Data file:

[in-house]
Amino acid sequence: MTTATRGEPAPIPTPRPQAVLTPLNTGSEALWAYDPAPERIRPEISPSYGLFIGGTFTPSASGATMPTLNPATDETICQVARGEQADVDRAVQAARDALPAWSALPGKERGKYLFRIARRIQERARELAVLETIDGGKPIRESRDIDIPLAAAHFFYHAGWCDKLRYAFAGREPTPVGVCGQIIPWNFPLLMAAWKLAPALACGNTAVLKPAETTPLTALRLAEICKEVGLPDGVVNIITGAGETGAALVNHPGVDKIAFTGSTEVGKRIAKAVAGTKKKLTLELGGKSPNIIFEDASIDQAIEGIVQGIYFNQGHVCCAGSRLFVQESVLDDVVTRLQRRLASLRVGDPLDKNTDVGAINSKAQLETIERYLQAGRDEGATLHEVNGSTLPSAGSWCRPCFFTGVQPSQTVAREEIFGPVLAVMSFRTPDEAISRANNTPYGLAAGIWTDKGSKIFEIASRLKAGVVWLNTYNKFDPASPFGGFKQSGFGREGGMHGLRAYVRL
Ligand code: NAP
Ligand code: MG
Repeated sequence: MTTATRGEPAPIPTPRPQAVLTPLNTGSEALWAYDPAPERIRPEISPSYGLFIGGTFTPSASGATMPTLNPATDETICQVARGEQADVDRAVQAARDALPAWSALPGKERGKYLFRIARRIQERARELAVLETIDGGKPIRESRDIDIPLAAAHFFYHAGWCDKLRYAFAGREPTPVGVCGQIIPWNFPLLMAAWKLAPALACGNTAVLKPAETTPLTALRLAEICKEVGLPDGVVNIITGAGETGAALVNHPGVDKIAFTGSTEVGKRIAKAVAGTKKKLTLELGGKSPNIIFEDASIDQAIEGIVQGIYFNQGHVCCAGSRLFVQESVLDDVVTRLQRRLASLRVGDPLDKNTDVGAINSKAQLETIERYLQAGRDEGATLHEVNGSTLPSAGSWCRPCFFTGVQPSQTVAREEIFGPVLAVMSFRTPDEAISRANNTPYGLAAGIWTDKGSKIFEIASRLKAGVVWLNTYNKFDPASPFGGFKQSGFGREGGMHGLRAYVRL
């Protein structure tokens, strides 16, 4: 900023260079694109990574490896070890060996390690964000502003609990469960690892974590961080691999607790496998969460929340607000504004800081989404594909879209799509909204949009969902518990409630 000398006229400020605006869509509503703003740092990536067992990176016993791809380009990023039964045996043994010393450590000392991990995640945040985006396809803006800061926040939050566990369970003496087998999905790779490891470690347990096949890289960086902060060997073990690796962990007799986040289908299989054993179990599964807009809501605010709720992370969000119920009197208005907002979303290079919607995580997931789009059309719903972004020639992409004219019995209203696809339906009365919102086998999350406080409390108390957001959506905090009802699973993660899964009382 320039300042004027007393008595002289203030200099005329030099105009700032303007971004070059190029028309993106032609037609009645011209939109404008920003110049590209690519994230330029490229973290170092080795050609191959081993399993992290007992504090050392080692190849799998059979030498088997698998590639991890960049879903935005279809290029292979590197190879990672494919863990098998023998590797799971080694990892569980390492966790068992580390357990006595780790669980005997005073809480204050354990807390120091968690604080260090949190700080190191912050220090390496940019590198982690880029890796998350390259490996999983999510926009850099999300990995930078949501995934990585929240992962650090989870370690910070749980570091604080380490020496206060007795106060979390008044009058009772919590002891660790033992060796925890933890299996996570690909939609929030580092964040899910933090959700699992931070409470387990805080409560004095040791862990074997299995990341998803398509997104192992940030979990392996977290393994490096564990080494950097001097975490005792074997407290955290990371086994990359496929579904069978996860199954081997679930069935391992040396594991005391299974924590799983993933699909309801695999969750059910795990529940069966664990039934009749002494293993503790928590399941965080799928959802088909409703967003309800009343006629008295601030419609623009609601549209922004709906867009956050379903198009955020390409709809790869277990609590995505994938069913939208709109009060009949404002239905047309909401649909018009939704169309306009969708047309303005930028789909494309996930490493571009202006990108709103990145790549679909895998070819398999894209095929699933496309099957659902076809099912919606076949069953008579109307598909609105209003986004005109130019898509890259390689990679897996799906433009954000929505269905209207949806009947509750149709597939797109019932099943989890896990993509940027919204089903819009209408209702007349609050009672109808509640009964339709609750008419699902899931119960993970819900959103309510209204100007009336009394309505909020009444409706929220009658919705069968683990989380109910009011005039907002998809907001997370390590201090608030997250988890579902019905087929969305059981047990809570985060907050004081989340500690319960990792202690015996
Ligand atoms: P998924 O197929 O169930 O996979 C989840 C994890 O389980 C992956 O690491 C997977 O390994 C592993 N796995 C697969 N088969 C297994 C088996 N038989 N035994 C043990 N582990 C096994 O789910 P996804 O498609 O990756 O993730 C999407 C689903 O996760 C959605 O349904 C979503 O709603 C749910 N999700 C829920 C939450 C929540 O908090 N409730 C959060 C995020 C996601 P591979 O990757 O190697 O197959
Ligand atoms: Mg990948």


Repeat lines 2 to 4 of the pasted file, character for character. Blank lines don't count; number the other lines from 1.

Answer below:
Amino acid sequence: MTTATRGEPAPIPTPRPQAVLTPLNTGSEALWAYDPAPERIRPEISPSYGLFIGGTFTPSASGATMPTLNPATDETICQVARGEQADVDRAVQAARDALPAWSALPGKERGKYLFRIARRIQERARELAVLETIDGGKPIRESRDIDIPLAAAHFFYHAGWCDKLRYAFAGREPTPVGVCGQIIPWNFPLLMAAWKLAPALACGNTAVLKPAETTPLTALRLAEICKEVGLPDGVVNIITGAGETGAALVNHPGVDKIAFTGSTEVGKRIAKAVAGTKKKLTLELGGKSPNIIFEDASIDQAIEGIVQGIYFNQGHVCCAGSRLFVQESVLDDVVTRLQRRLASLRVGDPLDKNTDVGAINSKAQLETIERYLQAGRDEGATLHEVNGSTLPSAGSWCRPCFFTGVQPSQTVAREEIFGPVLAVMSFRTPDEAISRANNTPYGLAAGIWTDKGSKIFEIASRLKAGVVWLNTYNKFDPASPFGGFKQSGFGREGGMHGLRAYVRL
Ligand code: NAP
Ligand code: MG